Dr. Uzi Baram (2019)
Dr. George Luer (2017)
Dr. Steven Koski (2018)
Friends of Little Salt Spring
The Friends of Little Salt Spring is chosen to receive this year’s Archeological Conservancy Award. This award recognizes outstanding efforts to preserve and document prehistorical sites and/or effective advocacy of archeological conservancy. The Friends of Little Salt Spring is a superb example of a dedicated, enthusiastic band of volunteers who have allied with professional archeologists to save and promote one of Florida’s most significant natural and archaeological sites. Little Salt Spring is part of a 112-acre site owned by the University of Miami, listed on the National Register of Historical Places. 7,000 years ago Florida’s earliest inhabitants buried their dead in peat fields around the spring. Recent investigations have found human and extinct animal remains, as well as tools and other artifacts. The spring is a time capsule of the lives of these early people and the world they inhabited. By studying the spring, scientists can reconstruct the record of subtropical climate change over 12,000 years.
The Friends mount educational programs on the geology, archaeology, paleontology, biology, and environment of the spring. They pick up trash and eradicate exotic vegetation that threatens the natural ecology of the spring and its surrounding area. They lobby local government to prevent new development from impinging directly or indirectly on the site. They have provided continuing educational training for teachers on archeology at local schools in cooperation with the Florida Archeological Network and coproduced an educational booklet on Little Salt Spring.
The Heritage Awards Committee makes special mention of retiring President, Lawry Reid and Recording Secretary Linda Ferrier-Reid. The Reids, who are retired academics, formed the Friends of Little Salt Spring as a not-for-profit organization in 2012. As the Friends only president, Lawry Reid facilitated the publication of a significant scientific article about the spring in the Florida Anthropologist. He also helped persuade the City of North Port to adopt the North Port Natural Corridor Initiative that preserved the land connection from Little Salt Spring to the Myakkahatchee Greenway. That victory helped sustain the natural ecology not only at Little Salt Spring, but in adjacent areas as well.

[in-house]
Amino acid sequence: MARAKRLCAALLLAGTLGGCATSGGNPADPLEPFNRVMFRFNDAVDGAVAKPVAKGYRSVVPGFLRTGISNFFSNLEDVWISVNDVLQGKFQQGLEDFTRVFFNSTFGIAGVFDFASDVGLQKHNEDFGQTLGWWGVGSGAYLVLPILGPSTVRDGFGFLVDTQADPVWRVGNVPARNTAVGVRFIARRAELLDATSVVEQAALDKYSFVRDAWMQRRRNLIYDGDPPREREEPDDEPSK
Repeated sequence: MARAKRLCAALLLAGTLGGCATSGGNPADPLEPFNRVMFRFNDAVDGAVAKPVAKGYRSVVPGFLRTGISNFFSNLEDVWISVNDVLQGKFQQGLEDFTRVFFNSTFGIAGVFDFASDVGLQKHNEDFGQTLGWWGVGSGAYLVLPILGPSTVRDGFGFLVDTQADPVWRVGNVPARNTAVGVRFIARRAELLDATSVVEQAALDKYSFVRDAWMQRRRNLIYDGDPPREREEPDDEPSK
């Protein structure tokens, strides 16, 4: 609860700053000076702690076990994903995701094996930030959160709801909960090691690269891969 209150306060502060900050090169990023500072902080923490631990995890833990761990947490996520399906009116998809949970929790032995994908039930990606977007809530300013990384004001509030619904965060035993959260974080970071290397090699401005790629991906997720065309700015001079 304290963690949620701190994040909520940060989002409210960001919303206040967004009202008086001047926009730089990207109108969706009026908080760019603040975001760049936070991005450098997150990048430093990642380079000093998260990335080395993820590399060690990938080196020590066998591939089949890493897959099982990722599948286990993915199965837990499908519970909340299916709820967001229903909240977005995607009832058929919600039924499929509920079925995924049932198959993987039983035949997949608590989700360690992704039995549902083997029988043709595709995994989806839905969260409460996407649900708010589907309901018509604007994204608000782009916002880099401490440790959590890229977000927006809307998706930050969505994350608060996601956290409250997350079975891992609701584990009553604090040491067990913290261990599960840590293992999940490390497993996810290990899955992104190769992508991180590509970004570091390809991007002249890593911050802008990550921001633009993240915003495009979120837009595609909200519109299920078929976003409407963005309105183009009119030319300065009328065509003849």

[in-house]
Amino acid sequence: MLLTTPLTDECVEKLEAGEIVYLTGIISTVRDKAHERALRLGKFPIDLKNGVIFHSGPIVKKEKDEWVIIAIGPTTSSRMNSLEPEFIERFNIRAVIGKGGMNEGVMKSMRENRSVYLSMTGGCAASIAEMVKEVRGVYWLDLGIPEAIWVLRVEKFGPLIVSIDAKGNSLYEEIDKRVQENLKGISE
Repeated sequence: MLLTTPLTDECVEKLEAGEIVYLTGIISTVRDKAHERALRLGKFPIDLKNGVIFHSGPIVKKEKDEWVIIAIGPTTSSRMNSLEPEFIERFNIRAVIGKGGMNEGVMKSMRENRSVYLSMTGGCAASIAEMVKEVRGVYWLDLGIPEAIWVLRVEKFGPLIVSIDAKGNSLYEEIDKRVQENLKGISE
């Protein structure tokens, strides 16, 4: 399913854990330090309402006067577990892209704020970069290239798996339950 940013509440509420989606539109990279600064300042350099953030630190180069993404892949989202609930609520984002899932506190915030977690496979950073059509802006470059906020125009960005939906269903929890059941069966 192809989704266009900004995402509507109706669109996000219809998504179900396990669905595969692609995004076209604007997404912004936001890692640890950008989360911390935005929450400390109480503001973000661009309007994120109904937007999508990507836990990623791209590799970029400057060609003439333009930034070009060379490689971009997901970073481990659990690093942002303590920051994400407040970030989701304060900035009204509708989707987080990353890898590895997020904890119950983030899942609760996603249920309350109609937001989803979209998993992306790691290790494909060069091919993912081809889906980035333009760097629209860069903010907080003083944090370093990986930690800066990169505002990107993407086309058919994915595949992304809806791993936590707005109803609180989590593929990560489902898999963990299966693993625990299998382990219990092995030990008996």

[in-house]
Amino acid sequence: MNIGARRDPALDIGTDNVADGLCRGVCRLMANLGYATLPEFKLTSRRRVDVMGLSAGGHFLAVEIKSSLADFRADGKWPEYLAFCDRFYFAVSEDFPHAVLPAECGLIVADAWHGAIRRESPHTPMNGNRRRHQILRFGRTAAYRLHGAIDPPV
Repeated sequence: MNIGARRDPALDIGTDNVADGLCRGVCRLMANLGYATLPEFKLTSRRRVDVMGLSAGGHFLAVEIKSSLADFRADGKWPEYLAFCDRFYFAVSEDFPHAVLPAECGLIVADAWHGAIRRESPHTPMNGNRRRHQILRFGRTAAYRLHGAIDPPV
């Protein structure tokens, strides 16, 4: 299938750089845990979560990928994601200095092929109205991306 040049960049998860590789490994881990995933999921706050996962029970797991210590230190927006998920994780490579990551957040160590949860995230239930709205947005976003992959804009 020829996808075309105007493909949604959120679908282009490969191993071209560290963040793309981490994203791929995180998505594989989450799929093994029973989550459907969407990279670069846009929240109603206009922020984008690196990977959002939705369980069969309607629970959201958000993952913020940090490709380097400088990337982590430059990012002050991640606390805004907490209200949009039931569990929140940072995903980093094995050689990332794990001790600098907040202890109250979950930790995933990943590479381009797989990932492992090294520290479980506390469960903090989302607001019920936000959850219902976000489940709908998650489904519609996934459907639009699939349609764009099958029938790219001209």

For its key role in preserving and publicizing Little Salt Spring and educating both children and adults as to the significance of the site, the Heritage Awards Committee confers the 2020 Archaeological Conservancy Award on the Friends of Little Salt Spring.
Presented to a Sarasota County historical or preservation organization for outstanding success in historical preservation, historical education, and/or support of historical research. The Awards Committee welcomes nominations of organizations that have successfully completed a project or a series of projects that have had a significant impact on preserving and understanding Sarasota’s history.
Lemon Bay Historical Society (2019)
Sarasota Architectural Foundation (2018)
Venice Main Street & Venice Heritage, Inc. (2017)
Historical Society of Sarasota County
The Historical Society of Sarasota County is selected to receive this year’s Organizational Achievement Award, an award that honors Sarasota County’s most successful and impactful organizations dedicated to preservation and historical education. Founded in 1959, the Society is one of the largest and oldest history and preservation organizations in the county. Over the years it has developed programs such as the Conversations at the Crocker series that explore important historical themes. In addition, the Society offers land and water tours to significant historical sites. Once a year the Society makes an award to a “Hero of History,” a county resident who has championed history and preservation causes. The list of those honored includes Jeff La Hurd, Sue Blue, John McCarthy, Howard Tibbels, Michael Sanders, and Jon Thaxton.